Scientists at Curtin University have announced that they have discovered several galaxies in which the intensity of light is changing much faster than expected. According to astronomers, this is most likely due to “baby” supermassive black holes in the center of these galaxies.
Under normal conditions, these young galaxies should change their light intensity very slowly and evenly over a long period of time – more than human life. However, studies show that there are galaxies that change their light within a few years.
Another interesting “behavior” of the young galaxies in question is the rapid change in their radio signal. When analyzed by a radio telescope, young galaxies are blue and brighter at high frequencies. Older galaxies are red and brighter at low frequencies.
The process of switching from blue to red must also be very slow. However, in the case of the observed young galaxies in question, this also happened very quickly.
Scientists have a total of three theories as to why this happens. The simplest explanation is that the light may have been distorted by dust and gases between the galaxy and the telescope.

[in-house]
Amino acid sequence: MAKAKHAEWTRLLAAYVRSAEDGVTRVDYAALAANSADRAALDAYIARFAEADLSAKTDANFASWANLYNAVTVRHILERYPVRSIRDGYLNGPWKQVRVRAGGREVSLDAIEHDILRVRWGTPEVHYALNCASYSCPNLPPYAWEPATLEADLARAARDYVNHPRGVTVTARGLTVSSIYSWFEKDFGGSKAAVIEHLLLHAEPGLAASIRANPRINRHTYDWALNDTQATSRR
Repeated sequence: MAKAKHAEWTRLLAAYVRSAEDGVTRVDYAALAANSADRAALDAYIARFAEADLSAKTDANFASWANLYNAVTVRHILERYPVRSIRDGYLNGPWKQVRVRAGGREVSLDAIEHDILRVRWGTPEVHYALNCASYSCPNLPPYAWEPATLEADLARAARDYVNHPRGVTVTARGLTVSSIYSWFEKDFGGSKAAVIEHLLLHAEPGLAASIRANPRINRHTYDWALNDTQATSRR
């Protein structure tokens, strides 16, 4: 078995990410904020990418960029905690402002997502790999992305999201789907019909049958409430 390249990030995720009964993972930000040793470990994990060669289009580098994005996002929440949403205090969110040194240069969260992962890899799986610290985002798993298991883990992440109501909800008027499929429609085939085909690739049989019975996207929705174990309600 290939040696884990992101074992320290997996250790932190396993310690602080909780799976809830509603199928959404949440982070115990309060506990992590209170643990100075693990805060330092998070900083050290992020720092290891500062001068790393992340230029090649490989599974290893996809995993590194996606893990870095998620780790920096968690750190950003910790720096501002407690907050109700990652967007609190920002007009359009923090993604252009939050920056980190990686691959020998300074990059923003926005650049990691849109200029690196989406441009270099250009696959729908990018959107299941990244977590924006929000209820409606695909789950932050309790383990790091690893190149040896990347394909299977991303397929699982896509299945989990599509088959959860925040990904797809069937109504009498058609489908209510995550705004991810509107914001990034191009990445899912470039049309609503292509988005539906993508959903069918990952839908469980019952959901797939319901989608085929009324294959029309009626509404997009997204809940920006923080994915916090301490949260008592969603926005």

However, the other two theories are related to the supermassive black holes that are at the center of the observed galaxies. One version is that again the angle of observation plays a role, which is more direct to the black hole, and accordingly the galaxy looks brighter and with more intense changes.
The other explanation is that in these galaxies, black holes are fed by more matter. This will also lead to more intense ejection of parts of it from the black hole and, accordingly, will make the galaxy brighter again.
Scientists plan to use the new generation of radio telescopes, which will gradually enter over the next few years. It will allow a more detailed study of such galaxies, through which scientists can understand whether the processes in young galaxies are not developing much faster than previously thought and what indications the current analysis gives.
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